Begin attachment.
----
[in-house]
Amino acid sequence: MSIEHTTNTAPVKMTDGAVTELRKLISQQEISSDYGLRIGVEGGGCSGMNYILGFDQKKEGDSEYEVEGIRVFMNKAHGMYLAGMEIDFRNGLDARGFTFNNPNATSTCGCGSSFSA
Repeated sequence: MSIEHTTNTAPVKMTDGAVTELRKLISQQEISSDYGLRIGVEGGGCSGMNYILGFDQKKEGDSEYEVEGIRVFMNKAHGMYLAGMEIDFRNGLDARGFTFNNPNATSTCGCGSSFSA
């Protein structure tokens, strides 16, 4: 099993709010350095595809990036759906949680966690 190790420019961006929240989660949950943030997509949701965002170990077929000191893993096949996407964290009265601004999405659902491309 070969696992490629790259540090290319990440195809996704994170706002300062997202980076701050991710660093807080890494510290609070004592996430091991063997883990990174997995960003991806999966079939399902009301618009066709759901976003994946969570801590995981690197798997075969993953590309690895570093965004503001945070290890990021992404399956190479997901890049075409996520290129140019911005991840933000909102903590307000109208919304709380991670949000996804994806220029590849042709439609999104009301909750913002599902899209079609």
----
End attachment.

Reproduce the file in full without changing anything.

[in-house]
Amino acid sequence: MSIEHTTNTAPVKMTDGAVTELRKLISQQEISSDYGLRIGVEGGGCSGMNYILGFDQKKEGDSEYEVEGIRVFMNKAHGMYLAGMEIDFRNGLDARGFTFNNPNATSTCGCGSSFSA
Repeated sequence: MSIEHTTNTAPVKMTDGAVTELRKLISQQEISSDYGLRIGVEGGGCSGMNYILGFDQKKEGDSEYEVEGIRVFMNKAHGMYLAGMEIDFRNGLDARGFTFNNPNATSTCGCGSSFSA
């Protein structure tokens, strides 16, 4: 099993709010350095595809990036759906949680966690 190790420019961006929240989660949950943030997509949701965002170990077929000191893993096949996407964290009265601004999405659902491309 070969696992490629790259540090290319990440195809996704994170706002300062997202980076701050991710660093807080890494510290609070004592996430091991063997883990990174997995960003991806999966079939399902009301618009066709759901976003994946969570801590995981690197798997075969993953590309690895570093965004503001945070290890990021992404399956190479997901890049075409996520290129140019911005991840933000909102903590307000109208919304709380991670949000996804994806220029590849042709439609999104009301909750913002599902899209079609």